Thoreau on Monadnock

Henry David Thoreau loved mountains. In the first version of Walden he wrote: "on the tops of mountains, as everywhere to hopeful souls, it is always morning". He thought that climbing mountains was a way of experiencing "your own higher latitudes", which "elevated and etherialized" the climber. The reason is that in the solitude of mountain vastness one can "find God in nature" and perceive the world as "living and divine"; for "mountains thus seen are worthy of worship".

The mountain Thoreau loved most was Monadnock (in this choice he perhaps influenced, or was influenced by, Emerson). While it was not the highest mountain he climbed, it impressed him above all others: "that New Hampshire bluff, that promontory of a state ... will longest haunt our dreams". Thoreau climbed Monadnock in 1844, 1852, 1858, and 1860 and recorded extensive botanical and geological observations in his journal (indeed, a bog that he studied on the mountain is named after him). However, his journal entries also hint at the spiritual meaning that the mountain held for him; here are some excerpts:

"Almost without interruption we had the mountain in sight before us,—its sublime gray mass—that antique, brownish-gray, Ararat color. Probably these crests of the earth are for the most part of one color in all lands, that gray color of antiquity, which nature loves."

Thoreau observed nighthawks on the mountain: "their dry and unmusical, yet supramundane and spirit-like, voices and sounds gave fit expression to this rocky mountain solitude. It struck the very key-note of the stern, gray, solitude. It was a thrumming of the mountain's rocky chords."

Monadnock "often reminded me of my walks on the beach, and suggested how much both depend for their sublimity on solitude and dreariness. In both cases we feel the presence of some vast, titanic power."

"Those who climb to the peak of Monadnock have seen but little of the mountain. I came not to look off from it, but to look at it. The view of the pinnacle itself from the plateau below surpasses any view which you get from the summit. It is indispensible to see the top itself and the sierra of its outline from one side.... It is remarkable what haste the visitors make to get to the top of the mountain and then look away from it."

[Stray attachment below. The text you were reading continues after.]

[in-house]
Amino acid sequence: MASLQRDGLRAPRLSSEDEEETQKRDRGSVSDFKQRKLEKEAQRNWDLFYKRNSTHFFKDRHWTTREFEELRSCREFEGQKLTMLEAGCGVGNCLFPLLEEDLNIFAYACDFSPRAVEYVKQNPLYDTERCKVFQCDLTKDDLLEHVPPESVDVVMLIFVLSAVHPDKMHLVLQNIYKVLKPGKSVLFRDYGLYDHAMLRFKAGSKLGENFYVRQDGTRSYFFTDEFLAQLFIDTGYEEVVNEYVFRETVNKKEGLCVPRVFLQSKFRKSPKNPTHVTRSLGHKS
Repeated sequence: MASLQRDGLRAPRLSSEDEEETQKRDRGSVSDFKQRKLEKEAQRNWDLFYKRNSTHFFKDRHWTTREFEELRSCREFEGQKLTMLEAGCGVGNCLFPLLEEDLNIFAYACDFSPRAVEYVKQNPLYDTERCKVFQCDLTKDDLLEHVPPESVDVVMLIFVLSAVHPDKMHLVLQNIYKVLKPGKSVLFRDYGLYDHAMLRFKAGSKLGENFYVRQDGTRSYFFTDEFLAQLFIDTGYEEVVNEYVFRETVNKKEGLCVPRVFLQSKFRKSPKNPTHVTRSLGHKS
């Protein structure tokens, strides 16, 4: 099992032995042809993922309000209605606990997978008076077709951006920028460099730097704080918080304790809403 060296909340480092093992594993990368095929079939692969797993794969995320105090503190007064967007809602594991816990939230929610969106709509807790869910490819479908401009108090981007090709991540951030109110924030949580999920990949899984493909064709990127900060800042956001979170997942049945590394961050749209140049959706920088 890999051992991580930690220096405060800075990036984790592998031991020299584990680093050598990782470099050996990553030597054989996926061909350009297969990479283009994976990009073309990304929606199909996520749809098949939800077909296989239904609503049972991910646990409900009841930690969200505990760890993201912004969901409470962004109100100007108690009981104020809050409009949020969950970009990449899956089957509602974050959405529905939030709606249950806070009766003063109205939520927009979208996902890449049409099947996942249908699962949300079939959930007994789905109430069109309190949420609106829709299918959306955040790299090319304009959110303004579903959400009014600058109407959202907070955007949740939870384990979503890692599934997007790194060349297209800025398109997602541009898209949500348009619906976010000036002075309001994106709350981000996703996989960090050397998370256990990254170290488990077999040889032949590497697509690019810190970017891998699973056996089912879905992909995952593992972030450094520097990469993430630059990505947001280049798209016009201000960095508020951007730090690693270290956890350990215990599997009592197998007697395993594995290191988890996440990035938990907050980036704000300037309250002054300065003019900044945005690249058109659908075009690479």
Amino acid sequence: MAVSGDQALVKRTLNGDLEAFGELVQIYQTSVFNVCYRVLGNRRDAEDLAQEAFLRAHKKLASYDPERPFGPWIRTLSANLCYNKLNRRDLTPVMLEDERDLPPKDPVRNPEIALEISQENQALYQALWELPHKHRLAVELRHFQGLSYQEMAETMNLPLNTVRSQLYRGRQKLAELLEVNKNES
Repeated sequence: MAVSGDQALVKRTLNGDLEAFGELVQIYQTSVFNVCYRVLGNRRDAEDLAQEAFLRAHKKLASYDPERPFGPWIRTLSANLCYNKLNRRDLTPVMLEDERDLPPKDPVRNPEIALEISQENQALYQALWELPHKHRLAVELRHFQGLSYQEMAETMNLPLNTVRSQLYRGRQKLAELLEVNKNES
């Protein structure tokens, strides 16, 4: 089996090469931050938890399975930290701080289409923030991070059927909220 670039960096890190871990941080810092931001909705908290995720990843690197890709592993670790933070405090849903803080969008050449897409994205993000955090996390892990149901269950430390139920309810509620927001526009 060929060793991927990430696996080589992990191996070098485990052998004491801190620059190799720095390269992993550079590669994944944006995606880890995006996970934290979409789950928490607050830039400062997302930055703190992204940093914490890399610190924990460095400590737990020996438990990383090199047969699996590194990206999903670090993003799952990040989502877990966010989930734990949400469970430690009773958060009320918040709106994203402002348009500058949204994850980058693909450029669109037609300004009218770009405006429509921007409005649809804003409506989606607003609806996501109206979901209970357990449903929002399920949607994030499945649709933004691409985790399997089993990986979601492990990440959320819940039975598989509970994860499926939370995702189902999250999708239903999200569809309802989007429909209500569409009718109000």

The opening section of Thoreau's poem "With Frontier Strength Ye Stand Your Guard" also contains praise for Monadnock:

With frontier strength ye stand your guard,
With grand content ye circle round,
Tumultuous silence for all sound,
Ye distant nursery of rills,
Monadnock and the Peterborough Hills;—
Firm argument that never stirs,
Outcircling the philosophers,—
Like some vast fleet,
Sailing through rain and sleet,
Through winter's cold and summer's heat;
Still holding on upon your high emprise,
Until ye find a shore amid the skies;
Not skulking close to land,
With cargo contraband,
For they who sent a venture out by ye
Have set the Sun to see
Their honesty.
Ships of the line, each one,
Ye westward run,
Convoying clouds,
Which cluster in your shrouds,
Always before the gale,
Under a press of sail,
With weight of metal all untold,—
I seem to feel ye in my firm seat here,
Immeasurable depth of hold,
And breadth of beam, and length of running gear.
Methinks ye take luxurious pleasure
In your novel western leisure;
So cool your brows and freshly blue,
As Time had naught for ye to do;
For ye lie at your length,
An unappropriated strength,
Unhewn primeval timber,
For knees so stiff, for masts so limber;
The stock of which new earths are made,
One day to be our western trade,
Fit for the stanchions of a world
Which through the seas of space is hurled....

Of course, Thoreau was not just a naturalist but also a consummate individualist; here are some thoughts of his which seem most in alignment with our aims here at the Monadnock Review:

There are nowadays professors of philosophy, but not philosophers. Yet it is admirable to profess because it was once admirable to live. To be a philosopher is not merely to have subtle thoughts, nor even to found a school, but so to love wisdom as to live according to its dictates, a life of simplicity, independence, magnanimity, and trust. It is to solve some of the problems of life, not just theoretically, but practically.

Let us settle ourselves, and work and wedge our feet downward through the mud and slush of opinion, and prejudice and tradition, and delusion, and appearance, that alluvion which covers the globe...till we come to the hard bottom of rocks in place, which we can call reality.

For Further Exploration

J. Parker Huber has collected many of Thoreau's mountain journal entries into Elevating Ourselves: Thoreau on Mountains. See also Elliott Allison's essay "Thoreau of Monadnock", Thoreau Journal Quarterly, October 1973.